Dissertation Projects DMin

Date of Award


Document Type

Project Report

Degree Name

Doctor of Ministry


Seventh-day Adventist Theological Seminary


Doctor of Ministry DMin

First Advisor

James Wibberding

Second Advisor

Robert Moon

Third Advisor

James J. North, Jr.



The Mt. Moriah and South 18th Street Seventh-day Adventist Churches, located in Coffeyville and Independence, Kansas, had not experienced membership growth in the ten years of 1987-1997. These two churches were part of a three-church district, which also included a church 145 miles away in Springfield, MO. That church was active in developing outreach and evangelistic strategies whereas the Kansas churches were not. The two Kansas churches were headed toward closing due to stagnation. Unless revitalization and consistent leadership training took place, a turnaround would never happen for these two small churches.


This project explored the Coffeyville and Independence churches’ lack of evangelistic strategies, conducted a survey of the two communities’ felt needs, and applied 31 contemporary evangelistic methods as the antidote for the problems of these churches. This study also took into account the churches’ demographics and their cultural, religious, and economic conditions. In order to develop these methods, this project used the examples set forth by the New Testament model of disciple making, the examples set forth by the Rabbi-discipleship experience, and the mandate of the Great Commission. This mandate taught that once a believer was baptized he/she must be instructed in all that Christ taught. His teachings included the manner in which disciples should do disciple making. The “pastor and teacher” of the biblical model was to help church members develop and use their talents and spiritual gifts to be new-disciplemakers. This was the method followed.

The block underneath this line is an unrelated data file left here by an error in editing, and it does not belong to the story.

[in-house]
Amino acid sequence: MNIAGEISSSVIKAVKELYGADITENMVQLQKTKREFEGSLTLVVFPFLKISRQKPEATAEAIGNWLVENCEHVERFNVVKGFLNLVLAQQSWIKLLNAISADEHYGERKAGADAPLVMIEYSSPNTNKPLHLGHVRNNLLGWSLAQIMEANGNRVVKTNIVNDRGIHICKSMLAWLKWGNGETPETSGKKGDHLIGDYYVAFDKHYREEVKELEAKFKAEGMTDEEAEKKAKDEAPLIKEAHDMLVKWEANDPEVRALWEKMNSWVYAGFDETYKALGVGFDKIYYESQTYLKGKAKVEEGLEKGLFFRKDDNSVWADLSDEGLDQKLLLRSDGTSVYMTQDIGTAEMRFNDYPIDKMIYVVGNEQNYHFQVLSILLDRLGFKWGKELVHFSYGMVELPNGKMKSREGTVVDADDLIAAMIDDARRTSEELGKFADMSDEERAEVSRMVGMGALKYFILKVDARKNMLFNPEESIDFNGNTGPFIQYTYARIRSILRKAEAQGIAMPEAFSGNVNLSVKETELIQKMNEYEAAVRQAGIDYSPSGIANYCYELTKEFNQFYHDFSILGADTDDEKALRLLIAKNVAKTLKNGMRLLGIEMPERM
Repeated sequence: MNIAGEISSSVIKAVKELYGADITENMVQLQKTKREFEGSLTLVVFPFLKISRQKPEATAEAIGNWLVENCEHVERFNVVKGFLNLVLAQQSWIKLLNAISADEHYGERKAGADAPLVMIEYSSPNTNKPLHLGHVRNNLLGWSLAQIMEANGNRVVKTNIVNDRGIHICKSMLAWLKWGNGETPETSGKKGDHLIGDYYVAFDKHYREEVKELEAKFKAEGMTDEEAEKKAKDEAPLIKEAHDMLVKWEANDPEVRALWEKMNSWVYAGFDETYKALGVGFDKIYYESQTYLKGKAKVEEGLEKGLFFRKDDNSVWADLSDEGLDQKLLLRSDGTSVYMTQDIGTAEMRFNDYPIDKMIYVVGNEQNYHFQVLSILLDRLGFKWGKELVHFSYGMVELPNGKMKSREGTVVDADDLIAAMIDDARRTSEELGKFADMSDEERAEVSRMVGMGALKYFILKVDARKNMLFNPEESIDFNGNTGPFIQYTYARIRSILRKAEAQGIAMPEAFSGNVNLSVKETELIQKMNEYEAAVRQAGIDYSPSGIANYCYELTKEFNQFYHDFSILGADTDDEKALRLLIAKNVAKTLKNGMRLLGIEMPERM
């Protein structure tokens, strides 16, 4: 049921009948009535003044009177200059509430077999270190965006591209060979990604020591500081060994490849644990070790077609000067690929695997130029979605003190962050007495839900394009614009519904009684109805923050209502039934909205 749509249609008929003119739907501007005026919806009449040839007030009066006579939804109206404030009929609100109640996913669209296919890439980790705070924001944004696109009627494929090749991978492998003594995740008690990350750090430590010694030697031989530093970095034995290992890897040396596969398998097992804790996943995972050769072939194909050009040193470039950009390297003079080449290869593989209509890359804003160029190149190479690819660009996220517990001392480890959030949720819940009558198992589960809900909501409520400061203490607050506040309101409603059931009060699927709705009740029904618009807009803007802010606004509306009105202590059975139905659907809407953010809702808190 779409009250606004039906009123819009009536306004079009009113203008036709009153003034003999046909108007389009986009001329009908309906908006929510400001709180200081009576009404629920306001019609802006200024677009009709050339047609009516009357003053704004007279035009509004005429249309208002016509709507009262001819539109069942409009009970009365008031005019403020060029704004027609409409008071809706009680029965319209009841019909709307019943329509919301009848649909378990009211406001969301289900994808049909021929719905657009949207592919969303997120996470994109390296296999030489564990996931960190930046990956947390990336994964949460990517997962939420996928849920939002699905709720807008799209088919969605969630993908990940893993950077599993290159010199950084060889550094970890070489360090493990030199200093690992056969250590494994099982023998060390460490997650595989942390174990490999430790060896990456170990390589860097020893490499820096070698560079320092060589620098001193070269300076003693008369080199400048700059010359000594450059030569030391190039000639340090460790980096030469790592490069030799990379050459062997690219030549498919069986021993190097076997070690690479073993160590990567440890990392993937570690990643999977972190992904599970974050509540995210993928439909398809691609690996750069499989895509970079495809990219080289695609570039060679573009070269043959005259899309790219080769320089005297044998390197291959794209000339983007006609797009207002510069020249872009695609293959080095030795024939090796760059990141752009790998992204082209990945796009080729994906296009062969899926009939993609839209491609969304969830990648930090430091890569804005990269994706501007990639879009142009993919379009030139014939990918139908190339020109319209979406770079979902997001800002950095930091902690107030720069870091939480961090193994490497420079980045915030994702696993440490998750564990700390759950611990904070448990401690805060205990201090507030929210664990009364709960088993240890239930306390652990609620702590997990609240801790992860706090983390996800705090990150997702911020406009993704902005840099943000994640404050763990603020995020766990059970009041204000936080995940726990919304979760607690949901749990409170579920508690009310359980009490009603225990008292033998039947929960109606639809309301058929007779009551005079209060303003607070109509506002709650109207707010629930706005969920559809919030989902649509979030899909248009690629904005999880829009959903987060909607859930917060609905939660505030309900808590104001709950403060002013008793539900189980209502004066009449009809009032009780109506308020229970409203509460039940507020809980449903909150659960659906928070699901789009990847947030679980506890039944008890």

Upon implementation of the 31 evangelistic methods and strategies, the churches’ membership increased over six years (1997-2003) from 4 to 95 persons. Based on this large increase, the project was successful. The two Seventh-day Adventist churches also had a remarkable impact on their communities.


The outcome of the methods used to revitalize the two Kansas churches demonstrated the power of Christ’s methods and the New Testament principles of church building and maintenance. The members of the project churches perceived a tendency of the Conference to focus on larger churches while ignoring the challenges of their small churches. There is reason to believe that the “small church decline syndrome” of many Adventist churches in North America is a result of not implementing strategies for continually helping small churches develop and grow. Critical to this challenge in all churches of every size, is the need for a greater emphasis on Christ’s expectation that each disciple/member will become a disciple maker. Challenges often represent opportunities. A great opportunity in the Adventist church is to focus on how each member can be active in disciple making. The development of systematic approaches for pastors to help members use their talents for disciple making may be the single most important solution to empowering churches of every size. Learning to better follow Christ’s approaches is the solution to many problems.

Subject Area

Church growth--Kansas--Seventh-day Adventists; Church renewal--Kansas--Seventh-day Adventists; Central States Conference of Seventh-day Adventists

Creative Commons License

Creative Commons Attribution-No Derivative Works 4.0 License
This work is licensed under a Creative Commons Attribution-No Derivative Works 4.0 License.

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